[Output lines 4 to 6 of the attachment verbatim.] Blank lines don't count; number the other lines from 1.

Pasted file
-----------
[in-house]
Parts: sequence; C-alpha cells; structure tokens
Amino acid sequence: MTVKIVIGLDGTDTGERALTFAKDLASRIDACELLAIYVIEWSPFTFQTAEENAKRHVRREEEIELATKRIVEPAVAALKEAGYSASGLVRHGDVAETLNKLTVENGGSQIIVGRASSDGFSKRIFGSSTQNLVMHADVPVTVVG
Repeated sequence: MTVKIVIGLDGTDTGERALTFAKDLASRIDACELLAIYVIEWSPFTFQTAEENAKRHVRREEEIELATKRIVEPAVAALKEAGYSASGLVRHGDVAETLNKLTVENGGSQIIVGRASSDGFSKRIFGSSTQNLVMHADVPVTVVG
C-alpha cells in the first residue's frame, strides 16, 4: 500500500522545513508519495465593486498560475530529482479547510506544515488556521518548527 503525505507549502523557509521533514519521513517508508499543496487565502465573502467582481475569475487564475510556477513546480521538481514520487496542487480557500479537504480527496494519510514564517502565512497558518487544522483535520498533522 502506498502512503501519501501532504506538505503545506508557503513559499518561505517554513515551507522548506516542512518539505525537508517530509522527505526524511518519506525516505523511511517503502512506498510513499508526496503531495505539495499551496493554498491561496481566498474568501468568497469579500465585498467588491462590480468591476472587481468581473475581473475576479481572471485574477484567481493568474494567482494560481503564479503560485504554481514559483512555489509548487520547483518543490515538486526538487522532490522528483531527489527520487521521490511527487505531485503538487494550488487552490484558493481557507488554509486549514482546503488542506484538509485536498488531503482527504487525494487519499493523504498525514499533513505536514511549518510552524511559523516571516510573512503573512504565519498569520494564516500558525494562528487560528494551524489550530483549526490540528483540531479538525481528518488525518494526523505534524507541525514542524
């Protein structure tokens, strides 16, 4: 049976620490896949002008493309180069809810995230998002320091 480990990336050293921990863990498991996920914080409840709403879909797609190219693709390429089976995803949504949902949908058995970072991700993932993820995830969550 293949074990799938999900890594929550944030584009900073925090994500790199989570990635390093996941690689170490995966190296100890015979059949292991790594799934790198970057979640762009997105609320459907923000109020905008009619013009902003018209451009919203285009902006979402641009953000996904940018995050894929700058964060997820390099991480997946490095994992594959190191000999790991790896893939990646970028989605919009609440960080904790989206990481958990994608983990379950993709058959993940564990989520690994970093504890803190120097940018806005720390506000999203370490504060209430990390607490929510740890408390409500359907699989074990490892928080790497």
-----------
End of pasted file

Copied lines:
Repeated sequence: MTVKIVIGLDGTDTGERALTFAKDLASRIDACELLAIYVIEWSPFTFQTAEENAKRHVRREEEIELATKRIVEPAVAALKEAGYSASGLVRHGDVAETLNKLTVENGGSQIIVGRASSDGFSKRIFGSSTQNLVMHADVPVTVVG
C-alpha cells in the first residue's frame, strides 16, 4: 500500500522545513508519495465593486498560475530529482479547510506544515488556521518548527 503525505507549502523557509521533514519521513517508508499543496487565502465573502467582481475569475487564475510556477513546480521538481514520487496542487480557500479537504480527496494519510514564517502565512497558518487544522483535520498533522 502506498502512503501519501501532504506538505503545506508557503513559499518561505517554513515551507522548506516542512518539505525537508517530509522527505526524511518519506525516505523511511517503502512506498510513499508526496503531495505539495499551496493554498491561496481566498474568501468568497469579500465585498467588491462590480468591476472587481468581473475581473475576479481572471485574477484567481493568474494567482494560481503564479503560485504554481514559483512555489509548487520547483518543490515538486526538487522532490522528483531527489527520487521521490511527487505531485503538487494550488487552490484558493481557507488554509486549514482546503488542506484538509485536498488531503482527504487525494487519499493523504498525514499533513505536514511549518510552524511559523516571516510573512503573512504565519498569520494564516500558525494562528487560528494551524489550530483549526490540528483540531479538525481528518488525518494526523505534524507541525514542524
């Protein structure tokens, strides 16, 4: 049976620490896949002008493309180069809810995230998002320091 480990990336050293921990863990498991996920914080409840709403879909797609190219693709390429089976995803949504949902949908058995970072991700993932993820995830969550 293949074990799938999900890594929550944030584009900073925090994500790199989570990635390093996941690689170490995966190296100890015979059949292991790594799934790198970057979640762009997105609320459907923000109020905008009619013009902003018209451009919203285009902006979402641009953000996904940018995050894929700058964060997820390099991480997946490095994992594959190191000999790991790896893939990646970028989605919009609440960080904790989206990481958990994608983990379950993709058959993940564990989520690994970093504890803190120097940018806005720390506000999203370490504060209430990390607490929510740890408390409500359907699989074990490892928080790497």